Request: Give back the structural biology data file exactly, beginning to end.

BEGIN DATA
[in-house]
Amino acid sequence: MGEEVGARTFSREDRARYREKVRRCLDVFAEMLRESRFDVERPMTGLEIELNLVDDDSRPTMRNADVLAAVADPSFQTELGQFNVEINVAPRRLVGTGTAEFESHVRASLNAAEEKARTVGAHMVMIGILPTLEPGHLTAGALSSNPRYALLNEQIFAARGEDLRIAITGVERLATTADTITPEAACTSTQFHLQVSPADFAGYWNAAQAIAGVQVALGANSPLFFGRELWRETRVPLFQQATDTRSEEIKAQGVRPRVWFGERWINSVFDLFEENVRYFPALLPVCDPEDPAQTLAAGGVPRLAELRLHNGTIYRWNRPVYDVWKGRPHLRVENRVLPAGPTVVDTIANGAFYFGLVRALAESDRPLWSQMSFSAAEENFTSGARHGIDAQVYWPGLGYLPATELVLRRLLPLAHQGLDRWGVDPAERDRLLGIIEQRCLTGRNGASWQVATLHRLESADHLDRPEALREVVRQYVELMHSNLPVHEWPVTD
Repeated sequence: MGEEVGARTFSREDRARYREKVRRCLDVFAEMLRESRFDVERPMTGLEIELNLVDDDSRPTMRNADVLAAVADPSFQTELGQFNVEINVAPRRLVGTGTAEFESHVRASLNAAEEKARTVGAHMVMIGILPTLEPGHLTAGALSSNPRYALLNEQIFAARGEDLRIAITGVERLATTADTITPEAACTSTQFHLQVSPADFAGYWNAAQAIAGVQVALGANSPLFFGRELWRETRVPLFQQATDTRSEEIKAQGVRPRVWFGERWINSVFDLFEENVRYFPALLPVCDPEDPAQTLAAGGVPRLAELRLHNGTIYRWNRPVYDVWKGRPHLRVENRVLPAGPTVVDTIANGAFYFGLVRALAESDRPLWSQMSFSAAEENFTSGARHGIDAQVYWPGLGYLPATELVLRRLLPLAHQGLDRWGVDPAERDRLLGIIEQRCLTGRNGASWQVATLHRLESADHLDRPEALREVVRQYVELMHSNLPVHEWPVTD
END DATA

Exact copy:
[in-house]
Amino acid sequence: MGEEVGARTFSREDRARYREKVRRCLDVFAEMLRESRFDVERPMTGLEIELNLVDDDSRPTMRNADVLAAVADPSFQTELGQFNVEINVAPRRLVGTGTAEFESHVRASLNAAEEKARTVGAHMVMIGILPTLEPGHLTAGALSSNPRYALLNEQIFAARGEDLRIAITGVERLATTADTITPEAACTSTQFHLQVSPADFAGYWNAAQAIAGVQVALGANSPLFFGRELWRETRVPLFQQATDTRSEEIKAQGVRPRVWFGERWINSVFDLFEENVRYFPALLPVCDPEDPAQTLAAGGVPRLAELRLHNGTIYRWNRPVYDVWKGRPHLRVENRVLPAGPTVVDTIANGAFYFGLVRALAESDRPLWSQMSFSAAEENFTSGARHGIDAQVYWPGLGYLPATELVLRRLLPLAHQGLDRWGVDPAERDRLLGIIEQRCLTGRNGASWQVATLHRLESADHLDRPEALREVVRQYVELMHSNLPVHEWPVTD
Repeated sequence: MGEEVGARTFSREDRARYREKVRRCLDVFAEMLRESRFDVERPMTGLEIELNLVDDDSRPTMRNADVLAAVADPSFQTELGQFNVEINVAPRRLVGTGTAEFESHVRASLNAAEEKARTVGAHMVMIGILPTLEPGHLTAGALSSNPRYALLNEQIFAARGEDLRIAITGVERLATTADTITPEAACTSTQFHLQVSPADFAGYWNAAQAIAGVQVALGANSPLFFGRELWRETRVPLFQQATDTRSEEIKAQGVRPRVWFGERWINSVFDLFEENVRYFPALLPVCDPEDPAQTLAAGGVPRLAELRLHNGTIYRWNRPVYDVWKGRPHLRVENRVLPAGPTVVDTIANGAFYFGLVRALAESDRPLWSQMSFSAAEENFTSGARHGIDAQVYWPGLGYLPATELVLRRLLPLAHQGLDRWGVDPAERDRLLGIIEQRCLTGRNGASWQVATLHRLESADHLDRPEALREVVRQYVELMHSNLPVHEWPVTD